Lucy + Jorge Orta’s Antarctic Village-No Borders and Antarctica World Passport Bureau, installed as part of the DISPLACEMENT exhibition at the Global Forum on Migration and Development in 2018, organised with the PDD and supported by NRC, UAL and others. Credit: DISPLACEMENT/Photo by Gorm Ashurst.
Past projects and ongoing work
For the 11th Global Forum on Migration and Development Summit in Marrakesh, Morocco as part of Migration Week 2018, DISPLACEMENT arranged for artists Lucy and Jorge Orta to set up their Antarctica World Passport Bureau, built from reclaimed materials, where delegates were invited to become a ‘world citizen’ by receiving a stamped Antarctica World Passport, ‘a universal passport for a continent without borders’. The work was visually striking and participatory but also invited crucial reflection on the arbitrary nature of national borders and the need for cross-border solidarity in responding to climate change. DISPLACEMENT also featured Søren Dahlgaard’s Inflatable Island, and presented contemporary artworks from Rhino Ariefiansyah, Lars Jan, Relocate Kivalina, Marie Velardi, and Chris Wainwright to highlight challenges and solutions related to disaster displacement.
This thread was continued at the 2019 Global Platform on Disaster Risk Reduction in Geneva, Switzerland, where DISPLACEMENT was commissioned to curate an exhibition by the UN Office for Disaster Risk Reduction (UNDRR). The panel exhibition on the Lake Geneva border featured nine artists and collectives whose work spoke to different themes related to avoiding disaster displacement and living with future disaster risk. Contributing artists included Rhino Ariefiansyah, Amy Balkin, Søren Dahlgaard, Mary Mattingly, Sidney Regis, Relocate Kivalina, Din Muhammad Shibly, Marie Velardi, Veejay Villafranca, and Chris Wainwright.
Through collaboration with the Norwegian Refugee Council and PDD, delegates were also invited to participate in performances that involved carrying Søren Dahlgaard’s sculpture The Inflatable Island around the conference venue, bringing delegates together in a collective act of collaboration that also encouraged active and physical identification with the ideas embodied by the artwork, which represents disaster displaced persons from the Maldives and elsewhere, who will likely need to find a new home due to rising sea levels. Hannah and Søren also presented the DISPLACEMENT project to the conference delegates from one of the conference stages.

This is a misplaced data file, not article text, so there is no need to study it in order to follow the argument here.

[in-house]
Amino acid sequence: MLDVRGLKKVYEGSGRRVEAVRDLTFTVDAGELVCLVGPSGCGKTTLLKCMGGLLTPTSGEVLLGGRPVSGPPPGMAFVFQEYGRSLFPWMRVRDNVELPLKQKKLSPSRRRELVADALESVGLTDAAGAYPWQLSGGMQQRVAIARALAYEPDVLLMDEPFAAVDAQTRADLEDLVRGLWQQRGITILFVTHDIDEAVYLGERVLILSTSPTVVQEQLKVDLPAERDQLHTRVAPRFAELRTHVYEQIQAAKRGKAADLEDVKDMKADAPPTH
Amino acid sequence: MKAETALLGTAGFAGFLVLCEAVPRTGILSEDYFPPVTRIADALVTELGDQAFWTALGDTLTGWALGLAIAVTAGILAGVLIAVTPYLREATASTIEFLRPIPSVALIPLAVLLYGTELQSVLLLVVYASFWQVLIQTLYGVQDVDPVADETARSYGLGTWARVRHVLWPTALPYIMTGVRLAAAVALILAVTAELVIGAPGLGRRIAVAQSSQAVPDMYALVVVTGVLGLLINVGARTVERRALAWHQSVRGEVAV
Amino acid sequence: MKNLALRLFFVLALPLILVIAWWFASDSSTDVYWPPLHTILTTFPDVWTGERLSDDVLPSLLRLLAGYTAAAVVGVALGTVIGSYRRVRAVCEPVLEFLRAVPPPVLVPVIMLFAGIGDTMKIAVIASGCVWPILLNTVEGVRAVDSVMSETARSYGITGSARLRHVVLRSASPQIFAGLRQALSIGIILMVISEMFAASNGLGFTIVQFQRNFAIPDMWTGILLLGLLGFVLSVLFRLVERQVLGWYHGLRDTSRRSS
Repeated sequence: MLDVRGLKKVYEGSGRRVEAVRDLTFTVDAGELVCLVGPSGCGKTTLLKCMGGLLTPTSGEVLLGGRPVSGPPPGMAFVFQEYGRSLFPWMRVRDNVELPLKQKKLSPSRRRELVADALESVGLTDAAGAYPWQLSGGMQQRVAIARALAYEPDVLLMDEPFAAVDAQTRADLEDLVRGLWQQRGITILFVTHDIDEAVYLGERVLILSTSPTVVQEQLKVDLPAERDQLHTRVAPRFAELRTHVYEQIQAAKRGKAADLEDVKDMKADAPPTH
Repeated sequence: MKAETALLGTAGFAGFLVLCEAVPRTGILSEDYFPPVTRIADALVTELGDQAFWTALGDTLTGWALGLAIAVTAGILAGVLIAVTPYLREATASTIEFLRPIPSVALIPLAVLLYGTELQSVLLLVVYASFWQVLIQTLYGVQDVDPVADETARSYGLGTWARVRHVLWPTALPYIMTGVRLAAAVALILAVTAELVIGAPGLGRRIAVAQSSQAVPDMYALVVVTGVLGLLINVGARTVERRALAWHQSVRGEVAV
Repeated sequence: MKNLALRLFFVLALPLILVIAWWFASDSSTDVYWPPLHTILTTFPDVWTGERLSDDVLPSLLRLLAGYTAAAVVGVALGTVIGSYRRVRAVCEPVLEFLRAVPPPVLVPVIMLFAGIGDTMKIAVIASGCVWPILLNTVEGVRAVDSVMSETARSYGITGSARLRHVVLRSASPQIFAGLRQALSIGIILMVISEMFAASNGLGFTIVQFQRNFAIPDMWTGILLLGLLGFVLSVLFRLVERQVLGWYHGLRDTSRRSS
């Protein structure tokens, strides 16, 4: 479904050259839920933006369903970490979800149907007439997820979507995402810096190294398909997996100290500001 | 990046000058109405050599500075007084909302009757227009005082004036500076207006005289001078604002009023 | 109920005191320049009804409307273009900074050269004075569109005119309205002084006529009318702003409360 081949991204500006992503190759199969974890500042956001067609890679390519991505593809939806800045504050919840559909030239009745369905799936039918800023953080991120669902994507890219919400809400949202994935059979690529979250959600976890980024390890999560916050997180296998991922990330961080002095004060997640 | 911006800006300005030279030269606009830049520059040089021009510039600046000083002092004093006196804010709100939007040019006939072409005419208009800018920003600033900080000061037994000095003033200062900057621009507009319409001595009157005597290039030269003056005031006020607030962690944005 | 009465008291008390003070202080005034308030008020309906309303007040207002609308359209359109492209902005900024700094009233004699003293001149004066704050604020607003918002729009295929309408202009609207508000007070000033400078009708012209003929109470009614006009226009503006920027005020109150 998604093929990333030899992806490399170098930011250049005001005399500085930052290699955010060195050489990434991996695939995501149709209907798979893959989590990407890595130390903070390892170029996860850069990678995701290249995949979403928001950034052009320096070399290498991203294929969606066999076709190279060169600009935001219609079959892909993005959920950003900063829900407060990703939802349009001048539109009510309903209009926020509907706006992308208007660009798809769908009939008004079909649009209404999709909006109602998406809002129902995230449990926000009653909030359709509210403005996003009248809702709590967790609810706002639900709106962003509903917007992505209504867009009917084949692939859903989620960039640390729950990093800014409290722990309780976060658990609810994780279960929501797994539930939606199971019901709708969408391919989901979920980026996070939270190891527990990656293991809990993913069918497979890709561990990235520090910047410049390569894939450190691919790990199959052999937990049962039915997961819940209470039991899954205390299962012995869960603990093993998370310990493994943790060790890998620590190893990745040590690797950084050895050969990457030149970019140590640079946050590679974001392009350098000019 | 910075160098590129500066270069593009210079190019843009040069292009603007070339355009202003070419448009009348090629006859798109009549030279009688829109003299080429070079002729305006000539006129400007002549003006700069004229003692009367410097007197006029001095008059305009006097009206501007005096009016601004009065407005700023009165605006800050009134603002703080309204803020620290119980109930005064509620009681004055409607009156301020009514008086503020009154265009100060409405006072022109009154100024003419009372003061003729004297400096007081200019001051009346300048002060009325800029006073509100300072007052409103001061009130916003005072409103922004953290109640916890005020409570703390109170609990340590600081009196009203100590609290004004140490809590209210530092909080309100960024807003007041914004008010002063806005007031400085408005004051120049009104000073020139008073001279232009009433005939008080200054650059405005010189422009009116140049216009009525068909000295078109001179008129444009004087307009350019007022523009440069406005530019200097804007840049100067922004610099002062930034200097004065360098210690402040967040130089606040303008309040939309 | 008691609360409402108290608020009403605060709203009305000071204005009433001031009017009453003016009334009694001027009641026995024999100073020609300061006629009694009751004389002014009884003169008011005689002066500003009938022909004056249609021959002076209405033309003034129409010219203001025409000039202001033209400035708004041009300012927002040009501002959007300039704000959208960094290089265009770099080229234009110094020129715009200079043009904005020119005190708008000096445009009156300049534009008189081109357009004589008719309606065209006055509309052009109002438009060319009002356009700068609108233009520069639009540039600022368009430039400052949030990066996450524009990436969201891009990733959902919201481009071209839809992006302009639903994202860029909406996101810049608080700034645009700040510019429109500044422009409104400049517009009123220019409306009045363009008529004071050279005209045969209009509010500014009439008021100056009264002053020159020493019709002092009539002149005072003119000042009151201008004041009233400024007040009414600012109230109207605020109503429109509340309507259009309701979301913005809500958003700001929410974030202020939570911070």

For the 2019 UN Climate Change Conference (UNFCCC COP25) in Madrid, Spain, DISPLACEMENT partnered with the Coalition for Art and Sustainable Development (COAL) in Paris to present the winners of their annual art prize, which that year was dedicated to the theme of ‘Climate, Disasters and Displacement’. PDD, COAL and DISPLACEMENT collaborated to present all ten of the COAL prize finalists’ work to negotiators and policy experts inside the COP25 ‘Blue Zone’ – which is open only to negotiators and designated observers – during a side event hosted by the Warsaw International Mechanism Task Force on Displacement and during three dedicated sessions at the French Pavilion.
The Platform on Disaster Displacement invited the COAL Prize Laureates, Lena Dobrowolska and Teo Ormand-Skeaping, to receive the prize from the French Climate Ambassador at the French Pavilion for their project You Never Know, One Day You Too May Become a Refugee. Lena and Teo explained their project to the conference delegates and received feedback on which issues would be best for their planned film to tackle. An interview with the artists was also featured on the Platform on Disaster Displacement Website.
For this project, Lena and Teo created a feature-length film set in a not-so-distant future that portrays the displacement and subsequent migration of a family from a fictional island state, off the coast of the UK, called the Isle of Grain. Throughout the film, the family’s story is retold by “Mother”, the head of a household, to a resettlement officer from an anonymous African country who has been tasked with deciding whether or not the family will be accepted onto a progressive re-settlement scheme offered by his state for those displaced by climate change.
Looking ahead, the artists plan to organize interdisciplinary screenings and workshop events at major climate and migration conferences, universities, and art institutions to bring those working in culture, research, policy-making and human rights together in public forums to imagine ambitious future scenarios in which people being displaced because of climate change are adequately supported. They have also since presented this project at the UN Office at Geneva’s 2021 Peace Talks.
A still from the film You Never Know, One Day You Too May Become a Refugee, courtesy of the artists. Credit: Lena Dobrowolska and Teo Ormond-Skeaping.